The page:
(Graphic courtesy of http://xkcd.com/795/)
There are 3 types of lies - lies, damned lies, and statistics.
This quote is sometimes attributed to Mark Twain or Benjamin Disraeli, a famous PM of 19th century Great Britain. My next few blog posts will show, using real world examples, how misrepresenting data occurs all the time, how to spot it, and how to avoid it. Most of the examples involve finance and investment since this is near and dear to my heart. And some examples use charts and numbers from load tests we performed using LoadRunner.
For today's post we will focus on...
Using Statistics Inappropriately or For Qualitative Analysis
But does the data support this?
Here is a case where raw numbers/statistics can't tell you that information reliably. We can't know if the driver is normally a careless driver or not. Let's say you get into your car on a rainy night and discover your seatbelt doesn't work for some reason. What would you honestly do? Would you say that since the seatbelt doesn't work you will not drive? Or are you more likely to say that you will drive more carefully? If you say the latter then you are implying that you drive less carefully when you do actually wear your seatbelt. In that case I would argue a person like you should NEVER
wear a safety belt.
Another example is drunk driving
disagrees with me on this point. If I am pulled over at a DUI checkpoint and blow a 0.10 I will be arrested for drunk driving. Most people agree that I should be arrested. The theory is that when I am drunk I am impaired and hence a menace to others on the road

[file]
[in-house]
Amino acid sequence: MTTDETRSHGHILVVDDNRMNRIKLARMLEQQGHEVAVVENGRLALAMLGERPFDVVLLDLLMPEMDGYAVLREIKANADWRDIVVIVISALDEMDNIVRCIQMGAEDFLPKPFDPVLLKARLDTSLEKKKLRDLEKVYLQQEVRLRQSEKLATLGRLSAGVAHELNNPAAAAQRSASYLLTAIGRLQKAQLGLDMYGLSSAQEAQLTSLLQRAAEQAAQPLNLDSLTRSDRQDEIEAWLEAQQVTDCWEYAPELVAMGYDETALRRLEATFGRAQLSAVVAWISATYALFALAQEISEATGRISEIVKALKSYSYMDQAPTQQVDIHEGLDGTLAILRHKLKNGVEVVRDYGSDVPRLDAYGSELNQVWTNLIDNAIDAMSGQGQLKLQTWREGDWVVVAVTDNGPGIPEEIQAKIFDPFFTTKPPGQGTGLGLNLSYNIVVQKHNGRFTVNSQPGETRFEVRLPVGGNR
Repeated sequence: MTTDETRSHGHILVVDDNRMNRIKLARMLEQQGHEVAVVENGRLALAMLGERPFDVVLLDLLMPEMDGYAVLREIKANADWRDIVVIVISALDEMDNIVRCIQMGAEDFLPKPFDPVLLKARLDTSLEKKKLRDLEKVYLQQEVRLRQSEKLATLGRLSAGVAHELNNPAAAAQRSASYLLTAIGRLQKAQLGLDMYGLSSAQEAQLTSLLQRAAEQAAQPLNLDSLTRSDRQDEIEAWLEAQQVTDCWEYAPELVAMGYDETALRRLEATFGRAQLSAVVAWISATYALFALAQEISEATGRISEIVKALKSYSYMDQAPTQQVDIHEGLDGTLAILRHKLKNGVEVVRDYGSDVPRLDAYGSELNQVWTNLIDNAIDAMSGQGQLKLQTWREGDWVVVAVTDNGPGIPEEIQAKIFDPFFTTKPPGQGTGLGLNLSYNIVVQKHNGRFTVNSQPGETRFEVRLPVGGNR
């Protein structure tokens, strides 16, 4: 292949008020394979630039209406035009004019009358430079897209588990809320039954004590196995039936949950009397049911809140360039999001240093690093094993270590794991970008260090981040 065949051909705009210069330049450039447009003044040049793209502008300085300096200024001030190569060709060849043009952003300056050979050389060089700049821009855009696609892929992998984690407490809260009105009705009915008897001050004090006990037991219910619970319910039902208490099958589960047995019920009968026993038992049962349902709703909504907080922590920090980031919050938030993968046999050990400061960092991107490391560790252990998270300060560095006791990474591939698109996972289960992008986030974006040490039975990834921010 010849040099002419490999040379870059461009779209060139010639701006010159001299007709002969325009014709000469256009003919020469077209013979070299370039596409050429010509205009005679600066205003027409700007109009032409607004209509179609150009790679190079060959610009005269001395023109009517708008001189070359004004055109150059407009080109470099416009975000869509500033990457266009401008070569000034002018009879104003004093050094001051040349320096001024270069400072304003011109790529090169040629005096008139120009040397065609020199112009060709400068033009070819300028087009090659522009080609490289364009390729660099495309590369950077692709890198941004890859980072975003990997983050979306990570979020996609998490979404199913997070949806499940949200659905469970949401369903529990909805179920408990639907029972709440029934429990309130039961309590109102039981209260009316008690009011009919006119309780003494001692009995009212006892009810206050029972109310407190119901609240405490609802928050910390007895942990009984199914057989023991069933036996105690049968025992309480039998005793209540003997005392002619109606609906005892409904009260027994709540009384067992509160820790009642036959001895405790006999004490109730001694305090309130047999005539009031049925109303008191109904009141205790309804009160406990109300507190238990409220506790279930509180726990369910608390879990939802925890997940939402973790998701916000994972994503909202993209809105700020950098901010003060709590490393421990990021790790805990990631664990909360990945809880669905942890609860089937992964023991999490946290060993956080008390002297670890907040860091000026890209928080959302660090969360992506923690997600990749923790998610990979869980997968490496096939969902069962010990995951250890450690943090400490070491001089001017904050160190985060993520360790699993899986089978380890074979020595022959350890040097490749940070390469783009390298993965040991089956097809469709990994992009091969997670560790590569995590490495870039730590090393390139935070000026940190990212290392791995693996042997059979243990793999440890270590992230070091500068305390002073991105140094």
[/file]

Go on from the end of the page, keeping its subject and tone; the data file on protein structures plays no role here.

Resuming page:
. Statistics show that drunk drivers kill more people than sober drivers and we should encourage sobriety driving. I agree that the statistics do show this, however, I disagree that drunk driving makes me instantly (more of) a menace to others on the road. In fact, many people drive drunk, albeit infrequently, and qualitatively do drive more safely than when sober. Why would a rational person ever drive drunk? A person does this knowing full well that what he is doing is wrong and dangerous and he tend to be more attentive, usually telling himself the whole time, "if I get through this I'll never drive drunk again." Not every drunk driver does this, and not every rational drunk driver really is as attentive to the road as he thinks he is. Please, don't misunderstand me, I don't condone drunk driving
, but the case can be made that this person will actually drive safer when drunk because he knows he is impaired. So again, the statistics might lead you to make a qualitative judgment that would be erroneous. So some people then say, "Well, how do we charge drunk drivers who commit vehicular manslaughter?" Quite simply by charging them with vehicular manslaughter! Well then, isn't the fear of being caught drunk driving at a DUI checkpoint a deterrent? Possibly, but a seriously doubt it. The "occasional" rational drunk driver I outlined above certainly wouldn't be deterred.
Be careful when using statistics to prove qualitative arguments. In my opinion this is a borderline lie. Some presentation-skills consultants even suggest that every statistic should be backed up with an anecdotal story
to make your point even more boldly. If that doesn't prove my point I'm not sure what will. Remember that anyone can manipulate data to get a statistic that proves his argument. That doesn't make the data any more or less accurate than another study. Be especially wary of scientists and engineers who spout statistics to make their case, they rarely understand what they are talking about
. More to come